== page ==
In particular, we will review recent studies on analyzing the weakness of NLP systems when facing adversarial inputs and data with a distribution shift.
We train a language model (LM) to robustly answer multistep questions by generating and answering sub-questions.
We investigate the predictability of large language model (LLM) capabilities: given records of past experiments using different model families, numbers of parameters, tasks, and numbers of in-context examples, can we accurately predict LLM performance on new experiment configurations?
In this paper, we propose the task of ICL accuracy estimation, in which we predict the accuracy of an LLM when doing in-context learning on a new task given only unlabeled data for that task.
In this work, we propose Self-labeled Counterfactuals for Extrapolating to Negative Examples (SCENE), an automatic method for synthesizing training data that greatly improves models' ability to detect challenging negative examples.
Across five tasks and two LLMs, sampling from stable subsets selected by CondAcc and Datamodels improves average accuracy over sampling from the entire training set by 7. 7% and 6. 3%, respectively.
In many task settings, text classification models are likely to encounter examples from novel classes on which they cannot predict correctly.
For vision-and-language reasoning tasks, both fully connectionist, end-to-end methods and hybrid, neuro-symbolic methods have achieved high in-distribution performance.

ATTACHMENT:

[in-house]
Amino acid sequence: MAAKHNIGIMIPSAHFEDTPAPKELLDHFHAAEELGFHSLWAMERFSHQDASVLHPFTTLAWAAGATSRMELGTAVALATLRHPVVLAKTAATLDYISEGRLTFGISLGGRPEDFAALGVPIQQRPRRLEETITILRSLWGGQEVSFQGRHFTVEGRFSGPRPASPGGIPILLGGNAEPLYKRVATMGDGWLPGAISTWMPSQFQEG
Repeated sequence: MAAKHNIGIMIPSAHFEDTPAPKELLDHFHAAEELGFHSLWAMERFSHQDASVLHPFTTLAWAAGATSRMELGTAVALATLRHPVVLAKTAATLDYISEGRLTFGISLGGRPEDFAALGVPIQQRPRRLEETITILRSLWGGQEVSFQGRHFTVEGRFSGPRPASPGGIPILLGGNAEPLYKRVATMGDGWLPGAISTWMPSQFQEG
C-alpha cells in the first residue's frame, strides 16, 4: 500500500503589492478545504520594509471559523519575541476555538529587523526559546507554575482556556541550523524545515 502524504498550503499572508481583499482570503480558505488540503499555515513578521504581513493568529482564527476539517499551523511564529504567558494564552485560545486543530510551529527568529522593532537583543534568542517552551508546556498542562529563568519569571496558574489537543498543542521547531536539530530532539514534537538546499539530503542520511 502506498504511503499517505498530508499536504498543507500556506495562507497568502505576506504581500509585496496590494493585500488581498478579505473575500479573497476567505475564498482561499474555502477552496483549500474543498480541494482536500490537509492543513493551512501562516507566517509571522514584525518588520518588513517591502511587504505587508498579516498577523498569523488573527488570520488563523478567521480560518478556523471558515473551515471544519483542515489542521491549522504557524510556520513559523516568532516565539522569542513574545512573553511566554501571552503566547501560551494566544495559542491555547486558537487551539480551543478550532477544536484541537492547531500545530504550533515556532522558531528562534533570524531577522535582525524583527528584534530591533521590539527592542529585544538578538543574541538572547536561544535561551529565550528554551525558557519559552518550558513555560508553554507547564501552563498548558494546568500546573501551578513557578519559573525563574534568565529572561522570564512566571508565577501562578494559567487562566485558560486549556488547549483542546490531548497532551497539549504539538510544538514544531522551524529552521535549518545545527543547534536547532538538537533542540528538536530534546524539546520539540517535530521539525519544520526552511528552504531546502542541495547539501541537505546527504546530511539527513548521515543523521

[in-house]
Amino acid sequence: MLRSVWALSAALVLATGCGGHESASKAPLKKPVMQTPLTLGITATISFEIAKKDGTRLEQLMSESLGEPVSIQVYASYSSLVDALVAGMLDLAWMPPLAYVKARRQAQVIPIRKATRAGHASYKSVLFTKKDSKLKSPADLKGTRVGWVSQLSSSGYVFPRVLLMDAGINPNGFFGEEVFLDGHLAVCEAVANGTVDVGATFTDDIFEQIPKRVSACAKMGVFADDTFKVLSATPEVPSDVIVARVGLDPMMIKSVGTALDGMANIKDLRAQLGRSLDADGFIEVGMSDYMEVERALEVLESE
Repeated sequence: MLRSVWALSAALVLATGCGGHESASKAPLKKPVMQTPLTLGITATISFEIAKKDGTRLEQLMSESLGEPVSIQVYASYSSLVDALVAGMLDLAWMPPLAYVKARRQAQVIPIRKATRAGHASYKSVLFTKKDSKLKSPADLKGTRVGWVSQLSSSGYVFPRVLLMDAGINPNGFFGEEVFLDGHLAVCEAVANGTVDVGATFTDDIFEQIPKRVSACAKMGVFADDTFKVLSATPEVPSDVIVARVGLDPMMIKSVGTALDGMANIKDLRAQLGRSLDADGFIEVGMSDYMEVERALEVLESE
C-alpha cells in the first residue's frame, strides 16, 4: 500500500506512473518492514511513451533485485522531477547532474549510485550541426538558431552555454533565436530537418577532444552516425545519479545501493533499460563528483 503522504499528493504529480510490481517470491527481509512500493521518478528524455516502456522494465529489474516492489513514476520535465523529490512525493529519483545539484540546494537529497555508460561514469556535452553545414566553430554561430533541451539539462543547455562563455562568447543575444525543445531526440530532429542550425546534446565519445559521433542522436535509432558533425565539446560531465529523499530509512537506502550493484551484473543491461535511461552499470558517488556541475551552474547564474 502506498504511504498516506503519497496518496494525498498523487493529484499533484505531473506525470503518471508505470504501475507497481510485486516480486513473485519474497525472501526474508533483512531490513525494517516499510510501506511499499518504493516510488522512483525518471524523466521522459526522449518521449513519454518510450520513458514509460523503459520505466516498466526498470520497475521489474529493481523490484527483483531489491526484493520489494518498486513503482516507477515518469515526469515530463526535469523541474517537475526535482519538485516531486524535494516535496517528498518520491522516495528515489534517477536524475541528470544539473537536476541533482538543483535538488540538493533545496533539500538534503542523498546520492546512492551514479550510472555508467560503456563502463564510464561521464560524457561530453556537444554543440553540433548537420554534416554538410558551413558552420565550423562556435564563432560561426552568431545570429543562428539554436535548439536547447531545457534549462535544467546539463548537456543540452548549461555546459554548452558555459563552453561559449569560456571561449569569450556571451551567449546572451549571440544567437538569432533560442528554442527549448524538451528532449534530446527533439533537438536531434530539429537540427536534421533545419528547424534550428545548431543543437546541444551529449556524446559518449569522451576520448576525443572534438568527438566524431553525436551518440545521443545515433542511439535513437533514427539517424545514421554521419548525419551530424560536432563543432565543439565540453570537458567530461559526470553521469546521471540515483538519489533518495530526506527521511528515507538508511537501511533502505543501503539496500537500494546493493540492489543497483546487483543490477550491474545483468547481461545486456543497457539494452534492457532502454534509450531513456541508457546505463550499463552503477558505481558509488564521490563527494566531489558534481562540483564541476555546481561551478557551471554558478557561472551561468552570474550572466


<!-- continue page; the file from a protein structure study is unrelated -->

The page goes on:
Recent results in image classification and extractive question answering have observed that pre-trained models trained on less in-distribution data have better out-of-distribution performance.
Real-world natural language processing (NLP) models need to be continually updated to fix the prediction errors in out-of-distribution (OOD) data streams while overcoming catastrophic forgetting.
Question answering (QA) over knowledge bases (KBs) is challenging because of the diverse, essentially unbounded, types of reasoning patterns needed.
We collect training datasets in twenty experimental settings and perform a detailed analysis of this approach for the task of extractive question answering (QA) for both standard and adversarial data collection.
We study the robustness of machine reading comprehension (MRC) models to entity renaming -- do models make more wrong predictions when the same questions are asked about an entity whose name has been changed?
While leaderboards are a straightforward ranking of NLP models, this simplicity can mask nuances in evaluation items (examples) and subjects (NLP models).
We propose a pre-training objective based on question answering (QA) for learning general-purpose contextual representations, motivated by the intuition that the representation of a phrase in a passage should encode all questions that the phrase can answer in context.
We release a new benchmark for lexical substitution, the task of finding appropriate substitutes for a target word in a context.
Our analysis compares the adjusted error of metrics to humans and a derived, perfect segment-level annotator, both of which are unbiased estimators dependent on the number of judgments collected.